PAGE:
The speaker system of FIGS. 7-12 enjoys several advantages including the prevention of the formation of objectionable standing waves due to the absorption of high energy between the drivers 30 and 32 and the corresponding front edges of the subenclosure 24b. Also, the angled portion 50 of the sheet 42 of sound absorbing material permits absorption at a more gradual rate than if a square edge were used. Further, the location of the drivers 26, 30 and 32 along a vertical line bisecting front panels 25 and 28 of the subenclosures 24a and 24b, respectively, insures a symmetrical polar response pattern while the relative close spacing between the midrange driver 30 and the tweeter driver 32 insures relatively high angular dispersion in the vertical plane and reduces undesirable lobes forming in the polar response pattern. Still further, the positioning of the midrange driver 30 and the tweeter driver 32 in a plane recessed from the plane of the woofer driver 26 compensates for the time delay difference between the drivers.
FIGS. 13 and 14 depict an alternate design of a sheet of sound absorbing material that can be used in the speaker system of FIGS. 9-12. In particular, a sheet 54 of sound absorbing material is provided which extends over the panel 28 of the subenclosure 24b. The sheet 54 has a rectangular opening 56 formed therethrough which extends around the midrange driver 30 and the tweeter driver 32. A pair of separate, individual strips 58 and 60 of sound absorbing material extend to the sides of drivers 30 and 32 and within the opening 56 defined by the sheet 54. Each strip 58 and 60 is flared outwardly from the drivers 30 and 32 towards the outer surface of the sheet 54, as shown in FIG. 14. According to a preferred design, the strips 58 and 60 are constructed of a material that has a slightly lesser sound absorbing capability when compared to that of the sheet 54. This arrangement provides a smoother transition in the amount of absorption as a function of frequency and provides an additional improvement in overall performance compared to the use of a single type of absorbing material with uniform characteristics over its entire surface.
It is also emphasized that the angled portions of the strips 58 and 60 may be employed as a means of controlling or limiting the angular dispersion of the midrange driver 30 and the tweeter driver 32, if desired.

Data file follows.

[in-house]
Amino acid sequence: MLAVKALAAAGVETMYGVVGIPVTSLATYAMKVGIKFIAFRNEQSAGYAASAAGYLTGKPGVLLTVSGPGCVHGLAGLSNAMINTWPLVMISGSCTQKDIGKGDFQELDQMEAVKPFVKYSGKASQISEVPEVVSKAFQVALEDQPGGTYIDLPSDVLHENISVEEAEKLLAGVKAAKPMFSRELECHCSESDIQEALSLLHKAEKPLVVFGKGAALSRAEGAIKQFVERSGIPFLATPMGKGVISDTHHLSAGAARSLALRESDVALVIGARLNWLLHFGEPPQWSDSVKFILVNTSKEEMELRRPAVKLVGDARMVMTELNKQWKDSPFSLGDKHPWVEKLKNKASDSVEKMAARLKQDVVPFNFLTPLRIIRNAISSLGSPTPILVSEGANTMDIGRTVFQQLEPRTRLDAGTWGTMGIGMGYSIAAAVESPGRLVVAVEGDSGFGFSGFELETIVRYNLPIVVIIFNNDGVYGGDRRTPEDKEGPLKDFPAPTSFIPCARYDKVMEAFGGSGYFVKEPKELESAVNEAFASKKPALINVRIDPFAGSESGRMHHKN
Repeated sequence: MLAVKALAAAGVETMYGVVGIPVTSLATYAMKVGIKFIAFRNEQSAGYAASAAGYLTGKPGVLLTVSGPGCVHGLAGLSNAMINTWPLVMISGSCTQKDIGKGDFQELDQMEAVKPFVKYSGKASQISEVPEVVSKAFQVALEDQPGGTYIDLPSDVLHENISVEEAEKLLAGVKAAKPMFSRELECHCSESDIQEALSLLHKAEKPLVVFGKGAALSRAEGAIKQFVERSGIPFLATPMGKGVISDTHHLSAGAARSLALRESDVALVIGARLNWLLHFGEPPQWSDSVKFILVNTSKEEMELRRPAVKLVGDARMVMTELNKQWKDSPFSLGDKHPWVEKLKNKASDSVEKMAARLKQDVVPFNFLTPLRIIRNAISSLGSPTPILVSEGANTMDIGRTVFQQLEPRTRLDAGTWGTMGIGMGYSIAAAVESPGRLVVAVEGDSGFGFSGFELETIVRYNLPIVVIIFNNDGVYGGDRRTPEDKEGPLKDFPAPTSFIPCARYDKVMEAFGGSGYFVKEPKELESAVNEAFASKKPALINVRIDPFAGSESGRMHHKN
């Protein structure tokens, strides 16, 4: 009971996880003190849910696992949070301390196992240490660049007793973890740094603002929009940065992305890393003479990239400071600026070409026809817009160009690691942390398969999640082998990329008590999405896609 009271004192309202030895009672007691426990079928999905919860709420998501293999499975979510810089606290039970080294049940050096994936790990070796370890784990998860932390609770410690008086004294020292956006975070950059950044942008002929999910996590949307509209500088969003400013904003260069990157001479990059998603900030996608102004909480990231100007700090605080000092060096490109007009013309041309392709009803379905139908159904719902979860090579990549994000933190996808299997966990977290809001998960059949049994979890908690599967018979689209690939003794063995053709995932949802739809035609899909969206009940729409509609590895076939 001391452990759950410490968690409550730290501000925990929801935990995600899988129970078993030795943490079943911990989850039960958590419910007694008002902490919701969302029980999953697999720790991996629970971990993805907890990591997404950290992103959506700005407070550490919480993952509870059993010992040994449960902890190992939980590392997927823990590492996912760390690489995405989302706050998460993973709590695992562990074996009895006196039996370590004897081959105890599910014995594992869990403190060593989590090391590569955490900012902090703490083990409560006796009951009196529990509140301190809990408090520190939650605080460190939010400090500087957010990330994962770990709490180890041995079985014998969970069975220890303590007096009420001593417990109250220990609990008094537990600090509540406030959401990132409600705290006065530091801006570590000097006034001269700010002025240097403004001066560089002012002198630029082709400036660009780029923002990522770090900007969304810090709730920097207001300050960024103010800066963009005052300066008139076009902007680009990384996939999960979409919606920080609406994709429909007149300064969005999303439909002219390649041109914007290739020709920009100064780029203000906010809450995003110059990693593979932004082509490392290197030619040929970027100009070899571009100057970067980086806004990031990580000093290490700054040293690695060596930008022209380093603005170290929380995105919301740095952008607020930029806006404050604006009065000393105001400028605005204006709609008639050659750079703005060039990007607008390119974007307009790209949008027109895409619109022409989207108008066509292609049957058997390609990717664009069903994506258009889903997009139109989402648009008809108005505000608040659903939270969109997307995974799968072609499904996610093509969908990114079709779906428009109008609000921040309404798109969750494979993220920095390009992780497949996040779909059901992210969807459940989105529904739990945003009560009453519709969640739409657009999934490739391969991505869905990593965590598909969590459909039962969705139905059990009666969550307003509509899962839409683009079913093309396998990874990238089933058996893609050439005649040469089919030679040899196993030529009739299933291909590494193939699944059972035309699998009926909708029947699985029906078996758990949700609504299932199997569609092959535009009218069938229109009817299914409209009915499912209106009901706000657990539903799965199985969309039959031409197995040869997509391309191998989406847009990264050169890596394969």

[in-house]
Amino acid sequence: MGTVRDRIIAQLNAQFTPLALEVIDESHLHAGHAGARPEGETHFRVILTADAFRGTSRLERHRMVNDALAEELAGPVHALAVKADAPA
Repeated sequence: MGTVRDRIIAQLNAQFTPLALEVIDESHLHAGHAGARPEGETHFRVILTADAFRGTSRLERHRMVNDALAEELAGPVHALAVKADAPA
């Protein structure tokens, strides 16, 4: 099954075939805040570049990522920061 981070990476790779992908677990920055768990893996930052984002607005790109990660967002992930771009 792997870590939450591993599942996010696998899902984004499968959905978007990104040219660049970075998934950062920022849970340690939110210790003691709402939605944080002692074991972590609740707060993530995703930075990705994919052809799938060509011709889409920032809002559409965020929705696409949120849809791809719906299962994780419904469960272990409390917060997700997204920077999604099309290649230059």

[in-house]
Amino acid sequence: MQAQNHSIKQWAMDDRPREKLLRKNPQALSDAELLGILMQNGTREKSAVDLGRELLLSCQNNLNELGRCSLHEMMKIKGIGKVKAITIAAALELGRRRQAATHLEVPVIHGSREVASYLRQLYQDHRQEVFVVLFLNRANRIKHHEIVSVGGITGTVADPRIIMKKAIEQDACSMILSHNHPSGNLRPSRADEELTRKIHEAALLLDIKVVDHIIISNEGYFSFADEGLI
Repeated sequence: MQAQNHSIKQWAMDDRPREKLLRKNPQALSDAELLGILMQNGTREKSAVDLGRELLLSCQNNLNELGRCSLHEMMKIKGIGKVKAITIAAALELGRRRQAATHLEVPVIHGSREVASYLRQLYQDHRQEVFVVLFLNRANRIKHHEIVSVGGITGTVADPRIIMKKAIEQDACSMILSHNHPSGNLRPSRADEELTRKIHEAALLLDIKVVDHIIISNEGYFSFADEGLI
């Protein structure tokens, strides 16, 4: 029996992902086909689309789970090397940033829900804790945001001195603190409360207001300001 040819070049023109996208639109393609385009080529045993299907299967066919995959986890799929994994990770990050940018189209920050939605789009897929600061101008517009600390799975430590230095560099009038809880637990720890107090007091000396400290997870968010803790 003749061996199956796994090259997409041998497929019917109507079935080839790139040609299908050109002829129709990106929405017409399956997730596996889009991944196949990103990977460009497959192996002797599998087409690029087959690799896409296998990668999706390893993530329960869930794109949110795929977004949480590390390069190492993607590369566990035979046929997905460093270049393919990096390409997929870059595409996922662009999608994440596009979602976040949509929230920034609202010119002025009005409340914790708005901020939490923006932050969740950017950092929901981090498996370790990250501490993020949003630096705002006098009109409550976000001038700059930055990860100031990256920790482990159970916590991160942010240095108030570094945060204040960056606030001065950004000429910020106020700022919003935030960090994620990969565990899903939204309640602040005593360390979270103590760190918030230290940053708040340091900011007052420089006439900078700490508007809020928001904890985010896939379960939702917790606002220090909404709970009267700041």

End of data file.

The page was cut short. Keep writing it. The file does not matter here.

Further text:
In each of the above-described embodiments, the aforementioned sheets of sound absorbing material may be formed of a plastic foam such as of the type 1334 polyurethane having a density of 1.3 pounds per cubic foot, a compression set equal to 34 pounds, and a thickness of approximately two inches.
Alternatively, a material, such as a polyester foam type 1530 having a greater sound absorbing capability than that of the type 1334 polyurethane, may be used with the exception that with respect to the strips 58 and 60 in the embodiment of FIGS. 13 and 14, it is preferred to utilize the type 1334 polyurethane foam.
As a result of the foregoing, the speaker system of each of the foregoing embodiments exhibits a markedly flatter curve of amplitude response vs. frequency than normally obtainable, a radiation pattern, i.e., angular dispersion, which is symmetrical about the forward geometrical axis of the enclosure, and a pulse response which is essentially free of ringing due to the delayed reradiation from the diffraction images.
It is understood that variations may be made in the foregoing without departing from the scope of the invention. For example, in the embodiment of FIGS. 9-12, a sheet of sound absorbing material may be placed on the top side portion of the subenclosure 24b as viewed in FIG. 9, and/or on the front panel and/or the sides of the subenclosure 24a.
Of course, other variations of the specific construction and arrangement of the speaker system disclosed above can be made by those skilled in the art without departing from the invention as defined in the appended claims.
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|U.S. Classification||181/148, 181/199, 181/146, 181/151|
|International Classification||H04R1/28, H04R1/32|
|Mar 1, 1993||AS||Assignment|
Owner name: HAYNES AND BOONE, L.L.P., TEXAS
Free format text: ASSIGNMENT OF ASSIGNORS INTEREST.;ASSIGNOR:DUNLAVY, JOHN H.;REEL/FRAME:006425/0708
Effective date: 19930223
|Mar 8, 1993||AS||Assignment|
Owner name: FEFERMAN & REHLER, L.L.P., TEXAS
Free format text: ASSIGNOR ASSIGNS 5% OF INTEREST TO ASSIGNEE.;ASSIGNOR:DUNLAVY, JOHN HAROLD;REEL/FRAME:006441/0817
Effective date: 19930210
Owner name: J.D. TECHNOLOGIES, INC., COLORADO
Free format text: ASSIGNMENT OF ASSIGNORS INTEREST.;ASSIGNOR:DUNLAVY, JOHN HAROLD;REEL/FRAME:006452/0825
Effective date: 19930210